Recently Karingani initiated our CALL: Conservation and Literacy Learning project by challenging our neighbouring community schools to discover and celebrate wildlife storytellers in our area. Karingani asked local principals and teachers to encourage their students to write a short essay about what conservation means to them and why conserving nature and wildlife is important.
More than 63 students ranging in age from 11 to 15 from nine different communities entered into the contest. The essays were judged by wildlife veterinarians from the Mozambique Wildlife Alliance and one winning essay was chosen from each of the nine schools. The winning student along with their teacher or principal was invited to join Karingani in the reserve and participate in collaring an elephant sponsored by Tusk and Karingani.
The children and teachers had the opportunity to fly inside a helicopter to the location of the immobilised elephant and then meet with MWA wildlife vet, Dr Hugo Pereira, as he explained the darting and immobilisation process and why it is important to track elephants as they move through the landscape. Each child assisted Karingani warden, Ellery Worth, in taking biological measurements of the elephant’s feet, height and tusks while their teachers assisted with fitting the tracking collars. The children then, while supervised, used an electric drill to help tighten the bolts of the collar.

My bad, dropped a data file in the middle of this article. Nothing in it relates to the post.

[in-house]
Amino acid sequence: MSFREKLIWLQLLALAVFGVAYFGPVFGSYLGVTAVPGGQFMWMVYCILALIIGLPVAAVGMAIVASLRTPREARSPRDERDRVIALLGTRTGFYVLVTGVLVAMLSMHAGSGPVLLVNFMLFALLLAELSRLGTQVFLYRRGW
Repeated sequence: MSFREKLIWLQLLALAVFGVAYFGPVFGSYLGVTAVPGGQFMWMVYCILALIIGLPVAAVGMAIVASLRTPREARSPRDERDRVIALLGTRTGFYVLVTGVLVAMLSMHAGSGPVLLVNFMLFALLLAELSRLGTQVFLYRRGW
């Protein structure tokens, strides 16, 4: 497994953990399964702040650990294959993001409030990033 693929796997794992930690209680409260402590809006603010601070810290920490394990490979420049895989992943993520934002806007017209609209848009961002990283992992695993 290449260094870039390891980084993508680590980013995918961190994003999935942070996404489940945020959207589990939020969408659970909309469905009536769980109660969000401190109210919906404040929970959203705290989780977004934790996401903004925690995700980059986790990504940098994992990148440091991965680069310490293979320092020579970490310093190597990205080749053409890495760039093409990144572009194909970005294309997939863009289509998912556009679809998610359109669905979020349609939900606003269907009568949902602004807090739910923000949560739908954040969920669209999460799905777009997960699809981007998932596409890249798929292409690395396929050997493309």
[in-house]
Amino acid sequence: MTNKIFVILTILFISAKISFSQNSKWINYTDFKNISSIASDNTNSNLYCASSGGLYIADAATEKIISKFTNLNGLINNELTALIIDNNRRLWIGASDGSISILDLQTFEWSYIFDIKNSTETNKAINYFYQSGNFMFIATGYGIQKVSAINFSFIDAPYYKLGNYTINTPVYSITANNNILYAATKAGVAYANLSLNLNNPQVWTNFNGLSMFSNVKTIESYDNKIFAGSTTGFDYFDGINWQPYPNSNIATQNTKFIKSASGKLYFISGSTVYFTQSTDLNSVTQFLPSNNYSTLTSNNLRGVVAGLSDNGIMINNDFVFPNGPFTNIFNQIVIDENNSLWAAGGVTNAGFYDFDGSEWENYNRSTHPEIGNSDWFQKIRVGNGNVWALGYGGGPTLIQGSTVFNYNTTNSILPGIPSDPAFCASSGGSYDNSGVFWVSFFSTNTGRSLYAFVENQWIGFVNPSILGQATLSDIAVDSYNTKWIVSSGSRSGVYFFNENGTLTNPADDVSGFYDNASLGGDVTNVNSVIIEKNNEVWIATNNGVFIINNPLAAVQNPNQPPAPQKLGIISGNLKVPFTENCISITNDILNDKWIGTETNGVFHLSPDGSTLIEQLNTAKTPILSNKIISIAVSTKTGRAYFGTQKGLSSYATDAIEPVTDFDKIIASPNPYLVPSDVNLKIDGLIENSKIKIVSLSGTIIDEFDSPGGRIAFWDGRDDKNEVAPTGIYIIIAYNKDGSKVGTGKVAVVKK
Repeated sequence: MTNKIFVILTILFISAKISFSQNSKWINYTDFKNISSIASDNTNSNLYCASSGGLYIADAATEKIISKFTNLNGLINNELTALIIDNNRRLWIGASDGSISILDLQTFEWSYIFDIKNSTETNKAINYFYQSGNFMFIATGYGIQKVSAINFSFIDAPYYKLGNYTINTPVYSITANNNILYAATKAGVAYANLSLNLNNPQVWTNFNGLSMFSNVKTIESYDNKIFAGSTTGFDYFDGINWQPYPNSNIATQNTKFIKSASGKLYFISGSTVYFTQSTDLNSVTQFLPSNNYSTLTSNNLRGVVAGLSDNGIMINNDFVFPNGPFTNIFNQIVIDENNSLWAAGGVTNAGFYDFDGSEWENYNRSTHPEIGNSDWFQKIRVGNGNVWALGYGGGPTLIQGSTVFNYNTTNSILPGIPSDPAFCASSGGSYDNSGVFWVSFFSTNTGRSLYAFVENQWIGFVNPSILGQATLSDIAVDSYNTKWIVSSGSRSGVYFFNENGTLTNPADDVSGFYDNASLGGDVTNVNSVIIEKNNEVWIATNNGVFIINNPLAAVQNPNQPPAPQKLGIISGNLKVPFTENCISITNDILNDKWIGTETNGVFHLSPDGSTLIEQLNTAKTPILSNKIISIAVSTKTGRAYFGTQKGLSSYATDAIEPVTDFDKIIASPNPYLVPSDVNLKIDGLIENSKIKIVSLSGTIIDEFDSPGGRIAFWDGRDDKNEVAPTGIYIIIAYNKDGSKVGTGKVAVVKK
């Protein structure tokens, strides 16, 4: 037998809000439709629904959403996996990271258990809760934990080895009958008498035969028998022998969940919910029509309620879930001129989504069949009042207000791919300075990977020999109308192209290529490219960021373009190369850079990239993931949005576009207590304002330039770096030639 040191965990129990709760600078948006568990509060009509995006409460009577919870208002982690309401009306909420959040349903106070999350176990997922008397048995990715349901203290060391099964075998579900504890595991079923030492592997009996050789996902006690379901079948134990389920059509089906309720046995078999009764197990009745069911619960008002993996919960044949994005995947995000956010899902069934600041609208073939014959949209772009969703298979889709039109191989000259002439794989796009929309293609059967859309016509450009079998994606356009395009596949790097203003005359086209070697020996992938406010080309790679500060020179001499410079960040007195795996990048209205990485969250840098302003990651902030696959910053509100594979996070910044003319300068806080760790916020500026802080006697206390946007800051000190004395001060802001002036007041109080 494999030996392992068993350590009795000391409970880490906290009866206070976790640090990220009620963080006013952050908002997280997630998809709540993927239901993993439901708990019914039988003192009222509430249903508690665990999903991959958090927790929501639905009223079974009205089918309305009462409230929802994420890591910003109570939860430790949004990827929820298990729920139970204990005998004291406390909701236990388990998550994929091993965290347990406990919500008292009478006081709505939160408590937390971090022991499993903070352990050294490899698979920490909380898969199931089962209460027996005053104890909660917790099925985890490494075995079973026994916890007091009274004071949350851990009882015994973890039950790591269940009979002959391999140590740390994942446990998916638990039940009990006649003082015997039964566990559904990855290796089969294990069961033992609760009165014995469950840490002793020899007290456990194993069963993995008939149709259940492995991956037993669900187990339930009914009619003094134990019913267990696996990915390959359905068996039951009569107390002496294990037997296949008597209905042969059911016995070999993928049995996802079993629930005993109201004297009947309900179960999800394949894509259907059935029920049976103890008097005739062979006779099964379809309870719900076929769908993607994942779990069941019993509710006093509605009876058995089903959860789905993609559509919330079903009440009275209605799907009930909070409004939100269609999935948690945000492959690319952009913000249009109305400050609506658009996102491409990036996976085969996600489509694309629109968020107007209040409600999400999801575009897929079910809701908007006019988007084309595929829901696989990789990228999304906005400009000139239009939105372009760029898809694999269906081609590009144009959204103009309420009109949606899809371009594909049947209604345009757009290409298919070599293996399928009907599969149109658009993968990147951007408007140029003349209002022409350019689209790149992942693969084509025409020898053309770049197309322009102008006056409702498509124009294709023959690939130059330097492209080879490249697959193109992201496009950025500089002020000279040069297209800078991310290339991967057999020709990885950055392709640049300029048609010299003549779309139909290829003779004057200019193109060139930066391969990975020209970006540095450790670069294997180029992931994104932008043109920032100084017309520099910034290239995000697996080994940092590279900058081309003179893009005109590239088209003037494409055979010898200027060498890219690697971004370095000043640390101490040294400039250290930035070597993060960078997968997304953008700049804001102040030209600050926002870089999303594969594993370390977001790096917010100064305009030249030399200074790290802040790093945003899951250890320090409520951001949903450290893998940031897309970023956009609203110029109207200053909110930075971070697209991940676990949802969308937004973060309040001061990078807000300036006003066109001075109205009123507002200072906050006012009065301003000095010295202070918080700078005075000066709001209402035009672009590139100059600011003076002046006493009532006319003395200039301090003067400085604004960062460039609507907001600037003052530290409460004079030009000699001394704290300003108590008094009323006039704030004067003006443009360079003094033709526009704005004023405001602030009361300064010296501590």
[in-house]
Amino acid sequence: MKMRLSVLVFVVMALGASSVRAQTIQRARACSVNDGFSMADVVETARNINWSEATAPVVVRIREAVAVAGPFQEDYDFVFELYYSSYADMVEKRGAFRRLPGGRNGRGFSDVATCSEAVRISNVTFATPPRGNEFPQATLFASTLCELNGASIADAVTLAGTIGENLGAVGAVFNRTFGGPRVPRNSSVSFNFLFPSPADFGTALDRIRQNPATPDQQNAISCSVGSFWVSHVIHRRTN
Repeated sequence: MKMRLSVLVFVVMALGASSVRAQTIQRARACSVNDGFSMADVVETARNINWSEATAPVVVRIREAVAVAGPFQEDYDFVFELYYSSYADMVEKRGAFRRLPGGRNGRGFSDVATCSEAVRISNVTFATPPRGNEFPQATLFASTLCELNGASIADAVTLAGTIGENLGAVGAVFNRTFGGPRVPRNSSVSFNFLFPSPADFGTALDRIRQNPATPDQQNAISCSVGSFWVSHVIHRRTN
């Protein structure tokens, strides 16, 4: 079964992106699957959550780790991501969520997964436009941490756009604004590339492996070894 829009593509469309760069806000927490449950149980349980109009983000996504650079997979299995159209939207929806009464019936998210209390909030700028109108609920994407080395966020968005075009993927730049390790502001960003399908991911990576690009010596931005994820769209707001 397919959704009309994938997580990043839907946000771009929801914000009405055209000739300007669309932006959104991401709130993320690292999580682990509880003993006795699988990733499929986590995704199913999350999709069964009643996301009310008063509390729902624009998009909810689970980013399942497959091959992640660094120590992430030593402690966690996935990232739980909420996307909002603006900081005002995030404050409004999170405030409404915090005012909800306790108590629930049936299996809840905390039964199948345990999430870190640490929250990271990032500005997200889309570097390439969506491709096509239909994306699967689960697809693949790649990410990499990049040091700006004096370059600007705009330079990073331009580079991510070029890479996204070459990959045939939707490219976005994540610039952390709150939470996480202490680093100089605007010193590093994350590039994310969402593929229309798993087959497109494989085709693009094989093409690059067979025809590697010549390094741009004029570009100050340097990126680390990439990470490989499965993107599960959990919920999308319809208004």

After the procedure was finished for each elephant, the team stepped backed and watched as the elephant woke up, gently touched its new collar with its trunk and walked off into the bush. The students and teachers excitedly discussed their experience and took time to ask any questions they had about the procedure, Karingani and conservation. Rosa, from Matsandzane proudly told the group that she wanted to become a wildlife veterinarian one day. Isabel, who is a wildlife activist in her home community of Khumana would like to become a ranger to protect wildlife when she grows up and finishes school.
The experience was as incredible as it was eye-opening for all involved. At Karingani we understand that it is critical to collaborate with and share our conservation work with our neighbours and were honoured to share this experience.
These children are the future of conservation in Mozambique.